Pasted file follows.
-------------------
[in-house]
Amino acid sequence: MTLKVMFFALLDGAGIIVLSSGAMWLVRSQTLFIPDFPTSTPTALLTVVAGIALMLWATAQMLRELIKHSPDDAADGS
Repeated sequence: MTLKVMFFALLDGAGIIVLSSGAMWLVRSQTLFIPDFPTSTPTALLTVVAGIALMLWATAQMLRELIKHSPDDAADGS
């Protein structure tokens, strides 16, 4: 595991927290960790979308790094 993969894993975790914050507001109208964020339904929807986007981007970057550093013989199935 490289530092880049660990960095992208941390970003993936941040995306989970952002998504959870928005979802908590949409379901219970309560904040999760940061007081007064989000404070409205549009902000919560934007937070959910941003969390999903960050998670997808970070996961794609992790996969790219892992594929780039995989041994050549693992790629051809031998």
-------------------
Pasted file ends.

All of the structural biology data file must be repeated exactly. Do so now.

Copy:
[in-house]
Amino acid sequence: MTLKVMFFALLDGAGIIVLSSGAMWLVRSQTLFIPDFPTSTPTALLTVVAGIALMLWATAQMLRELIKHSPDDAADGS
Repeated sequence: MTLKVMFFALLDGAGIIVLSSGAMWLVRSQTLFIPDFPTSTPTALLTVVAGIALMLWATAQMLRELIKHSPDDAADGS
């Protein structure tokens, strides 16, 4: 595991927290960790979308790094 993969894993975790914050507001109208964020339904929807986007981007970057550093013989199935 490289530092880049660990960095992208941390970003993936941040995306989970952002998504959870928005979802908590949409379901219970309560904040999760940061007081007064989000404070409205549009902000919560934007937070959910941003969390999903960050998670997808970070996961794609992790996969790219892992594929780039995989041994050549693992790629051809031998």